Above all, he will be remembered for ever as the hero of 1981. Even now it takes some believing that Botham bowled and batted with such striking success that the Australians, who were one up after two Tests, were crushed. Some of us who were actually at Headingley for the famous third Test – thousands who claim to have been there were not – recall the odds of 500-1 on an England victory going up on the electronic scoreboard that Saturday evening.

Botham made 149 not out as England, following on, beat the Aussies by 18 runs. For three hours the country seemed to stop. In the next Test, at Edgbaston, Botham took five wickets for one run as Australia fell under his spell. Then, at Old Trafford, on a dank Saturday afternoon, he played the most memorable innings of his life and one of the greatest innings ever played by an Englishman: 118 magnificent, joyful runs. Joy: that’s the word. Botham brought joy into people’s lives.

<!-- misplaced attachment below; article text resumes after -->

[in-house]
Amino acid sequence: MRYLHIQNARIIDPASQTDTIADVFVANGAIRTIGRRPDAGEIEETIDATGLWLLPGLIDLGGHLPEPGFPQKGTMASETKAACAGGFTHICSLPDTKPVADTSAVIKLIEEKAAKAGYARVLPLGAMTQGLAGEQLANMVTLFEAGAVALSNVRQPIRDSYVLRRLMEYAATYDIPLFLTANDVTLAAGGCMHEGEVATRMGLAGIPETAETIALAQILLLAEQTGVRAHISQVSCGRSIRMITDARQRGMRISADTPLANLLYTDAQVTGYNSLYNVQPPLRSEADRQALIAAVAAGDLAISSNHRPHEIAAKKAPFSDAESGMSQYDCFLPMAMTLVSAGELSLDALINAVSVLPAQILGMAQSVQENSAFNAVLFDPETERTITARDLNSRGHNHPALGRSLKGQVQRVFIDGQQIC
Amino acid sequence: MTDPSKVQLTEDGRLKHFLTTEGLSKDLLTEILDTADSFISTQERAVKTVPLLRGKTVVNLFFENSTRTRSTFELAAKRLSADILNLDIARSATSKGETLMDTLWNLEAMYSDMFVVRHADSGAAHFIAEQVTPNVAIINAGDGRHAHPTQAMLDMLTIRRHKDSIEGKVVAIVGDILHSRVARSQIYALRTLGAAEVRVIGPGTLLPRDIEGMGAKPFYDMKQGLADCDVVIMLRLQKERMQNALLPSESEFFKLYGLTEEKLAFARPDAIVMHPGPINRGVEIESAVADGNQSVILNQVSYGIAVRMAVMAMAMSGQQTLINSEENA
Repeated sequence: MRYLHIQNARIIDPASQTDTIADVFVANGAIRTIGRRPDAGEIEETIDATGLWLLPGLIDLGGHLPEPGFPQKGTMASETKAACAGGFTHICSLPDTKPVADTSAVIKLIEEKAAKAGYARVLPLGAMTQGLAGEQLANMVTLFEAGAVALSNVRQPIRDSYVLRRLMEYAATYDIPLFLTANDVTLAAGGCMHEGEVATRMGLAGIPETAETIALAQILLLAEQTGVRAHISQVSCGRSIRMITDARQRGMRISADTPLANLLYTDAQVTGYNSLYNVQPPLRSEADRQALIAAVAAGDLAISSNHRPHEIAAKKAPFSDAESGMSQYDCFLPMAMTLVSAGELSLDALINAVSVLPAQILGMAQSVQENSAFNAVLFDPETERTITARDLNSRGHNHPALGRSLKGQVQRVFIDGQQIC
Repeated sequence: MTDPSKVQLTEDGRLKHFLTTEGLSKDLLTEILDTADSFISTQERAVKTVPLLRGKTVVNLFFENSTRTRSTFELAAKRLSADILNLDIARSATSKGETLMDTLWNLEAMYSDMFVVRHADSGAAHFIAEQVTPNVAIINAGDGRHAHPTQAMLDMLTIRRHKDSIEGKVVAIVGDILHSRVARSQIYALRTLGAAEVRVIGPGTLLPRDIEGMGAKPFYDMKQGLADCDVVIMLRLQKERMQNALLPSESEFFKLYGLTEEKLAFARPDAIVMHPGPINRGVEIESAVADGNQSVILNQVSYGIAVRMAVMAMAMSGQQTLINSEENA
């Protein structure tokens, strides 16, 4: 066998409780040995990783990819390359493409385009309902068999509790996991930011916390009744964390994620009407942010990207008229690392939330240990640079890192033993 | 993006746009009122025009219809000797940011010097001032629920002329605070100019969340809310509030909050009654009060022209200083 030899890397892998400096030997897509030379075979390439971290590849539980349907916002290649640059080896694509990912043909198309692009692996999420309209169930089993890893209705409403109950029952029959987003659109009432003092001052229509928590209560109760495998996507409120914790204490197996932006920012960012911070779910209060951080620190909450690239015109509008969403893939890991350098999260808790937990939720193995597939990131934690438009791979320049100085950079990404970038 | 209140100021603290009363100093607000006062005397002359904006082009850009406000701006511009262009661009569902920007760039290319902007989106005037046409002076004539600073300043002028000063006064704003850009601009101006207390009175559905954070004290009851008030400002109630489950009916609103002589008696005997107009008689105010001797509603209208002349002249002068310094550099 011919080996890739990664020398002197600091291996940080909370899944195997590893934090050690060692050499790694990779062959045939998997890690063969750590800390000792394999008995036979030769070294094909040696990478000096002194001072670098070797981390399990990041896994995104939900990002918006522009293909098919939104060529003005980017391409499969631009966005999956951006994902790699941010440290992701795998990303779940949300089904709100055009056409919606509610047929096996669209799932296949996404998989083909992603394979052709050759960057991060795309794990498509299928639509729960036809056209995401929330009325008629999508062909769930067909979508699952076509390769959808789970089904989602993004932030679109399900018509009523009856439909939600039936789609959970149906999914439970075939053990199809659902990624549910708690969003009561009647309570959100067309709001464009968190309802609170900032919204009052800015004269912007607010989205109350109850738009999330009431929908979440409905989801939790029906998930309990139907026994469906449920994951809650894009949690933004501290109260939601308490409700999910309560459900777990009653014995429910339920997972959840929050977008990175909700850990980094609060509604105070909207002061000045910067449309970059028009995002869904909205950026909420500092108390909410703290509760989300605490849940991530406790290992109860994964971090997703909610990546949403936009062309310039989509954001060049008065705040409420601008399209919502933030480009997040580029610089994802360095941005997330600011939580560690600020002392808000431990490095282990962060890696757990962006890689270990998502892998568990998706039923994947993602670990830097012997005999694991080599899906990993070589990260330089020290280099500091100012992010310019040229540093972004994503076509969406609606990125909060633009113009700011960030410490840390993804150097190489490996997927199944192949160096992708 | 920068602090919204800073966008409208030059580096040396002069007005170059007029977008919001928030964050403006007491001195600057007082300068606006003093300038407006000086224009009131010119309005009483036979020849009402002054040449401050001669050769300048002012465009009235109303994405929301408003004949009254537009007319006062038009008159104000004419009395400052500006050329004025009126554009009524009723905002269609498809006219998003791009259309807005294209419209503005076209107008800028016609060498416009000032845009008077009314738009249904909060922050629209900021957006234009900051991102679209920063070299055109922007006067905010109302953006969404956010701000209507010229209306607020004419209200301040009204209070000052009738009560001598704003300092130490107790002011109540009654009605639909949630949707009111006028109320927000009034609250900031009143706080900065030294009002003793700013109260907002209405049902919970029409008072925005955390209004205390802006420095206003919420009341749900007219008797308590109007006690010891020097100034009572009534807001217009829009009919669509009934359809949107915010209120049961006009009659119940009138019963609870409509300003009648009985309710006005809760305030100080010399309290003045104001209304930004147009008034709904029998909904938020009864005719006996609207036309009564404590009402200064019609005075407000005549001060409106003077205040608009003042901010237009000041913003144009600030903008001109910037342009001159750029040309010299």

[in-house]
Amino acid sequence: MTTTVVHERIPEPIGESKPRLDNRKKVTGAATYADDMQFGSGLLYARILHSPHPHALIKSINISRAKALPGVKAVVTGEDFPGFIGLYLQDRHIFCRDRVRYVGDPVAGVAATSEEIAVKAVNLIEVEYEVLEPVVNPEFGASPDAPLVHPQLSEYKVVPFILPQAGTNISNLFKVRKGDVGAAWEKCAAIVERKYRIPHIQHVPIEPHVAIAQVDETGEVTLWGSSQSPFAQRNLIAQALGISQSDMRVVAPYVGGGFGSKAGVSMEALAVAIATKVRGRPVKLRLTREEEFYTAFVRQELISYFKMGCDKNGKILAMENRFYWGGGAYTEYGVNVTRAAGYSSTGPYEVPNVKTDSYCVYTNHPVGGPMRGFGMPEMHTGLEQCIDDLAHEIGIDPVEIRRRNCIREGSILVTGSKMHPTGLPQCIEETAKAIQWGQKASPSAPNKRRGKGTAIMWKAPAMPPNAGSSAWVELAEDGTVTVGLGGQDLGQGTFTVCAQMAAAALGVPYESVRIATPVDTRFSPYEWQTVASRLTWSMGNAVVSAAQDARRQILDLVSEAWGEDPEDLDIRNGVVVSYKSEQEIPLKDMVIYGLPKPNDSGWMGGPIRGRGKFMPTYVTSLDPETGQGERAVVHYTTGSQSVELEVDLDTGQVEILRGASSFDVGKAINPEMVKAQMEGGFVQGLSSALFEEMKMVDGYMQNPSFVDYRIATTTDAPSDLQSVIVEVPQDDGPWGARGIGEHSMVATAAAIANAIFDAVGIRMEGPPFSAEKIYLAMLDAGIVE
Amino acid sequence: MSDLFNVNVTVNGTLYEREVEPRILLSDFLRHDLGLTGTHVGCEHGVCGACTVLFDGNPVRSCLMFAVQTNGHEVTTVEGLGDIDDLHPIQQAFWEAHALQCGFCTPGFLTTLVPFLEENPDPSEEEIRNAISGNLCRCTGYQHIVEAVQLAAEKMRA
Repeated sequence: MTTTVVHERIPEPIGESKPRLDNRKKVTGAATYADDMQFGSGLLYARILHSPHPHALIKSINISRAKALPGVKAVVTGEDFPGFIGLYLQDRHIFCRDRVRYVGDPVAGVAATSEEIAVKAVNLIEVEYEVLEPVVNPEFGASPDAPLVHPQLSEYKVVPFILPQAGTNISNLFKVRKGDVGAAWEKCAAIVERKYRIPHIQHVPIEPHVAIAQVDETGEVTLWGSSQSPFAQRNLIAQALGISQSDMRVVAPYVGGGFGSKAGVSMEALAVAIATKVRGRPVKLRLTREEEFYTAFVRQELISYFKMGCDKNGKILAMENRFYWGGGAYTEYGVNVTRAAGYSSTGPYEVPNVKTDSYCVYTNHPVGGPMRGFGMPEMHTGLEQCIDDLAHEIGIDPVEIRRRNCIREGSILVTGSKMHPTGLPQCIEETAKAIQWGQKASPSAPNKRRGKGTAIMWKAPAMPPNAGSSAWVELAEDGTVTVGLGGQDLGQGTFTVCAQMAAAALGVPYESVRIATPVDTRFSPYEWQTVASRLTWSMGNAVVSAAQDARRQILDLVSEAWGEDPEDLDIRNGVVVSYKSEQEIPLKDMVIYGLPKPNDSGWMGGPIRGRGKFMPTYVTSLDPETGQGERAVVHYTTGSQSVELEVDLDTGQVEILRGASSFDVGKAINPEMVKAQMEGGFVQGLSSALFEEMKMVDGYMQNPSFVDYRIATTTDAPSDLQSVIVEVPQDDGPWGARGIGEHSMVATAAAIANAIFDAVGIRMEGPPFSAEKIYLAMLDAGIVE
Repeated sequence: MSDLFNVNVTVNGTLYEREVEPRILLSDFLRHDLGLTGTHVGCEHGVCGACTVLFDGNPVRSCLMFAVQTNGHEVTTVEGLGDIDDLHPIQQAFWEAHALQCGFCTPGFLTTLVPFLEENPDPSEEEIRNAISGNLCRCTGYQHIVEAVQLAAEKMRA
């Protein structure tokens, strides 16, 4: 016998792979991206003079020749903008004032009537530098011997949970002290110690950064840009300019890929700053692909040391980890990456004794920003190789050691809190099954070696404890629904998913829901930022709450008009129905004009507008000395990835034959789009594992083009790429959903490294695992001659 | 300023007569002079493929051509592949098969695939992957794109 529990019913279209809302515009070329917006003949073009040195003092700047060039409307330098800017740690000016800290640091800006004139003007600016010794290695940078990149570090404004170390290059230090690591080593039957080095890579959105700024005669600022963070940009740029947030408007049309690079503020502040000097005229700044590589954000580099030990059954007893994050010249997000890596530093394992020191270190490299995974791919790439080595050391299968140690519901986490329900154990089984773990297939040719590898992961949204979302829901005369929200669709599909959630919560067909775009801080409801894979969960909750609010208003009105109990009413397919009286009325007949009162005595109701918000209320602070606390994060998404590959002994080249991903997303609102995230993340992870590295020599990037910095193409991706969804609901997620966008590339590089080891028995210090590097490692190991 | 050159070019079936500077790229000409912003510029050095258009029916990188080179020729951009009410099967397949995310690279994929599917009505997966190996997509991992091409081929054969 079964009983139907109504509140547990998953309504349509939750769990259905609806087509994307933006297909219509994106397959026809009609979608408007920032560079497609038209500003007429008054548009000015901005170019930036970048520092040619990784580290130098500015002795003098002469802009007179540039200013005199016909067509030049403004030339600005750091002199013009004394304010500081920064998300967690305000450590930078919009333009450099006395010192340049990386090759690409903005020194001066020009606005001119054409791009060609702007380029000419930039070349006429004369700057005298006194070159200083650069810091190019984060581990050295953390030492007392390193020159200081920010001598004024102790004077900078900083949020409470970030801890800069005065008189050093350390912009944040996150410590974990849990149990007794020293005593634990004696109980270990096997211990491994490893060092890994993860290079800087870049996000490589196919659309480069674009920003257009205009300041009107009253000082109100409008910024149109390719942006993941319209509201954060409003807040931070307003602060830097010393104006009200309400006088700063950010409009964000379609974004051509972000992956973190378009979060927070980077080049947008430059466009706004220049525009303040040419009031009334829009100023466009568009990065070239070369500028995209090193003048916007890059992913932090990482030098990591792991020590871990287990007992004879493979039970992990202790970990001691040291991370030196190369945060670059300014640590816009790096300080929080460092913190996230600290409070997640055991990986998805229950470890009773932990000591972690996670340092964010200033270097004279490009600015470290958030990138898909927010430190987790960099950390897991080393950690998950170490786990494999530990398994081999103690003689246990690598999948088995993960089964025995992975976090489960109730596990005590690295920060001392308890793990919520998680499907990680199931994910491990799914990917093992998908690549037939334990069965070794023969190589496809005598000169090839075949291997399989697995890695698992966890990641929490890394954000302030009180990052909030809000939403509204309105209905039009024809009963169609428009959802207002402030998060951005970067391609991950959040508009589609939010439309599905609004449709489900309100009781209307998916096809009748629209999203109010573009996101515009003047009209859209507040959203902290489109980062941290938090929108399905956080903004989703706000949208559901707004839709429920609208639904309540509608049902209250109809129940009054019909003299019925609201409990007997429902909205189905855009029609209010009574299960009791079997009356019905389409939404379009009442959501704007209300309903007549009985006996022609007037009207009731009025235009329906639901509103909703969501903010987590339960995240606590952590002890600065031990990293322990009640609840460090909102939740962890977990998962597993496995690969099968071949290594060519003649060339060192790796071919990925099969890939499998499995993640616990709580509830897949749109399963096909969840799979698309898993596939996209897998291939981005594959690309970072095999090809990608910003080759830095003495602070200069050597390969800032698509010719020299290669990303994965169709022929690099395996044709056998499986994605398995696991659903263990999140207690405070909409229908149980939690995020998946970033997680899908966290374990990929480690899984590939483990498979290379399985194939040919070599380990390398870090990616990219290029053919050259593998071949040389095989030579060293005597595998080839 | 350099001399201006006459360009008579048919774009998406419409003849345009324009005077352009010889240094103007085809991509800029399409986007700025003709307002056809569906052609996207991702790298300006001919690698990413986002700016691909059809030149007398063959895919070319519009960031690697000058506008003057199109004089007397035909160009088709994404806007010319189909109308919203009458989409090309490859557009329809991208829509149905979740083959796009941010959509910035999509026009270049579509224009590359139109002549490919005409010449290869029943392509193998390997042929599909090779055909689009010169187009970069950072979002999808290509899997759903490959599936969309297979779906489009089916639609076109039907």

Yet it was the final Test at the Oval, which ended in a draw, that brought from him a performance no less remarkable than those from before. He bowled 89 overs in that match, flat out, continuing to run in when others withdrew with injury. That was the team man coming to the fore. Little wonder his comrades thought the world of him.

Modest, loyal, respectful to opponents, grateful to all who have lent him a hand, and supported throughout a turbulent life by Kath, his rock of a wife, and their three children, this is a cricketing hero to rank with W G Grace, Jack Hobbs, Wally Hammond and Fred Trueman. A feature in the lives of all who saw him, and a very English hero. 

This article first appeared in the 26 November 2015 issue of the New Statesman, Terror vs the State